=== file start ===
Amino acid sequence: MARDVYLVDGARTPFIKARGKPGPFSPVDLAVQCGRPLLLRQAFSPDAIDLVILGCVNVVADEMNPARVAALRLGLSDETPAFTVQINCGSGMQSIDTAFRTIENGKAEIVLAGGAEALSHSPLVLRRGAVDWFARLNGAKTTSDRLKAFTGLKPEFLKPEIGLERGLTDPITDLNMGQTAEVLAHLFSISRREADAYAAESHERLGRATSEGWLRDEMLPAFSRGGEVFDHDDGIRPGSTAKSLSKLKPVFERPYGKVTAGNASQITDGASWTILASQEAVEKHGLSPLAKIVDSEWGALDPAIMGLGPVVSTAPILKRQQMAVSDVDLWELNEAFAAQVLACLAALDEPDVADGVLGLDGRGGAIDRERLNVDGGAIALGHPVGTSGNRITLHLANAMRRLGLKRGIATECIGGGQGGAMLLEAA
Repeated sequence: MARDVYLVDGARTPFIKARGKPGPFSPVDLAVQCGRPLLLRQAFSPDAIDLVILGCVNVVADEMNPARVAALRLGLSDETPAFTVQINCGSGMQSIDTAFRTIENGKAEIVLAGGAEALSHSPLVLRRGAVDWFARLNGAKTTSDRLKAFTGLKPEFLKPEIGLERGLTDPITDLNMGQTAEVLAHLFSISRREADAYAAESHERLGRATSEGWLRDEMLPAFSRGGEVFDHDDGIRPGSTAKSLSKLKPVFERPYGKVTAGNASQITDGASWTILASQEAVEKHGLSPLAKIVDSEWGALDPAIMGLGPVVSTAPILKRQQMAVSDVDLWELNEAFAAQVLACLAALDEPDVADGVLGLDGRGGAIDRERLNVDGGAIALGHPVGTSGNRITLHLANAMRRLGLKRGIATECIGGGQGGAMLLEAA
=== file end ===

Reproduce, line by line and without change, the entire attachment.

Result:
Amino acid sequence: MARDVYLVDGARTPFIKARGKPGPFSPVDLAVQCGRPLLLRQAFSPDAIDLVILGCVNVVADEMNPARVAALRLGLSDETPAFTVQINCGSGMQSIDTAFRTIENGKAEIVLAGGAEALSHSPLVLRRGAVDWFARLNGAKTTSDRLKAFTGLKPEFLKPEIGLERGLTDPITDLNMGQTAEVLAHLFSISRREADAYAAESHERLGRATSEGWLRDEMLPAFSRGGEVFDHDDGIRPGSTAKSLSKLKPVFERPYGKVTAGNASQITDGASWTILASQEAVEKHGLSPLAKIVDSEWGALDPAIMGLGPVVSTAPILKRQQMAVSDVDLWELNEAFAAQVLACLAALDEPDVADGVLGLDGRGGAIDRERLNVDGGAIALGHPVGTSGNRITLHLANAMRRLGLKRGIATECIGGGQGGAMLLEAA
Repeated sequence: MARDVYLVDGARTPFIKARGKPGPFSPVDLAVQCGRPLLLRQAFSPDAIDLVILGCVNVVADEMNPARVAALRLGLSDETPAFTVQINCGSGMQSIDTAFRTIENGKAEIVLAGGAEALSHSPLVLRRGAVDWFARLNGAKTTSDRLKAFTGLKPEFLKPEIGLERGLTDPITDLNMGQTAEVLAHLFSISRREADAYAAESHERLGRATSEGWLRDEMLPAFSRGGEVFDHDDGIRPGSTAKSLSKLKPVFERPYGKVTAGNASQITDGASWTILASQEAVEKHGLSPLAKIVDSEWGALDPAIMGLGPVVSTAPILKRQQMAVSDVDLWELNEAFAAQVLACLAALDEPDVADGVLGLDGRGGAIDRERLNVDGGAIALGHPVGTSGNRITLHLANAMRRLGLKRGIATECIGGGQGGAMLLEAA